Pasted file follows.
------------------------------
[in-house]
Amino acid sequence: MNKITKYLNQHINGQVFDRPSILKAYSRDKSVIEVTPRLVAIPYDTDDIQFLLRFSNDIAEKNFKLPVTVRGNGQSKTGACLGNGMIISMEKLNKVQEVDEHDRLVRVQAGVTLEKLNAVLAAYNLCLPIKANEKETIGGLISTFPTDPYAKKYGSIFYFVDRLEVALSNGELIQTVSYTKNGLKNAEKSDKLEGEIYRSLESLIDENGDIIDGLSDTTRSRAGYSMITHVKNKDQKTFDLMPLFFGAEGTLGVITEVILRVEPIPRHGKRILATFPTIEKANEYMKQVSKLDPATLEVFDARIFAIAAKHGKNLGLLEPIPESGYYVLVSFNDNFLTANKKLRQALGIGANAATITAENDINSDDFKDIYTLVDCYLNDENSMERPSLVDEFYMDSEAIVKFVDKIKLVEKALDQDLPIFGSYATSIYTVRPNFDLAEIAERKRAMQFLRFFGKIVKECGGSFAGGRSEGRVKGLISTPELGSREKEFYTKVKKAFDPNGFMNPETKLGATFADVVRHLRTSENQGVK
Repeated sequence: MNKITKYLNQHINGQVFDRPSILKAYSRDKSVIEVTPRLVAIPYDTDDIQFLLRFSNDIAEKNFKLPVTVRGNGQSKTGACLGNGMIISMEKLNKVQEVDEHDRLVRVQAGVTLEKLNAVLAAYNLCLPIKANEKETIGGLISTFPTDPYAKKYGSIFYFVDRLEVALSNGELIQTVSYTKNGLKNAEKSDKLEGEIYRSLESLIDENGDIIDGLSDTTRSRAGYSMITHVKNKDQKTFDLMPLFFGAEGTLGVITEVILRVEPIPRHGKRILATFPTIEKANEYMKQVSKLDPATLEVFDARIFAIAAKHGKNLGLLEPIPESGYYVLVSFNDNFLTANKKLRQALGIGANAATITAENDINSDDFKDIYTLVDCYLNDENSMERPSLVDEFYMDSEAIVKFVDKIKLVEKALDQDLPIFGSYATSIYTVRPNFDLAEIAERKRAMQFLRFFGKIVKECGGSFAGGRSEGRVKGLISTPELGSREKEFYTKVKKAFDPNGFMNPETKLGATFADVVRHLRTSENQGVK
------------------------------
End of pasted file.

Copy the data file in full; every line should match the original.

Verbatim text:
[in-house]
Amino acid sequence: MNKITKYLNQHINGQVFDRPSILKAYSRDKSVIEVTPRLVAIPYDTDDIQFLLRFSNDIAEKNFKLPVTVRGNGQSKTGACLGNGMIISMEKLNKVQEVDEHDRLVRVQAGVTLEKLNAVLAAYNLCLPIKANEKETIGGLISTFPTDPYAKKYGSIFYFVDRLEVALSNGELIQTVSYTKNGLKNAEKSDKLEGEIYRSLESLIDENGDIIDGLSDTTRSRAGYSMITHVKNKDQKTFDLMPLFFGAEGTLGVITEVILRVEPIPRHGKRILATFPTIEKANEYMKQVSKLDPATLEVFDARIFAIAAKHGKNLGLLEPIPESGYYVLVSFNDNFLTANKKLRQALGIGANAATITAENDINSDDFKDIYTLVDCYLNDENSMERPSLVDEFYMDSEAIVKFVDKIKLVEKALDQDLPIFGSYATSIYTVRPNFDLAEIAERKRAMQFLRFFGKIVKECGGSFAGGRSEGRVKGLISTPELGSREKEFYTKVKKAFDPNGFMNPETKLGATFADVVRHLRTSENQGVK
Repeated sequence: MNKITKYLNQHINGQVFDRPSILKAYSRDKSVIEVTPRLVAIPYDTDDIQFLLRFSNDIAEKNFKLPVTVRGNGQSKTGACLGNGMIISMEKLNKVQEVDEHDRLVRVQAGVTLEKLNAVLAAYNLCLPIKANEKETIGGLISTFPTDPYAKKYGSIFYFVDRLEVALSNGELIQTVSYTKNGLKNAEKSDKLEGEIYRSLESLIDENGDIIDGLSDTTRSRAGYSMITHVKNKDQKTFDLMPLFFGAEGTLGVITEVILRVEPIPRHGKRILATFPTIEKANEYMKQVSKLDPATLEVFDARIFAIAAKHGKNLGLLEPIPESGYYVLVSFNDNFLTANKKLRQALGIGANAATITAENDINSDDFKDIYTLVDCYLNDENSMERPSLVDEFYMDSEAIVKFVDKIKLVEKALDQDLPIFGSYATSIYTVRPNFDLAEIAERKRAMQFLRFFGKIVKECGGSFAGGRSEGRVKGLISTPELGSREKEFYTKVKKAFDPNGFMNPETKLGATFADVVRHLRTSENQGVK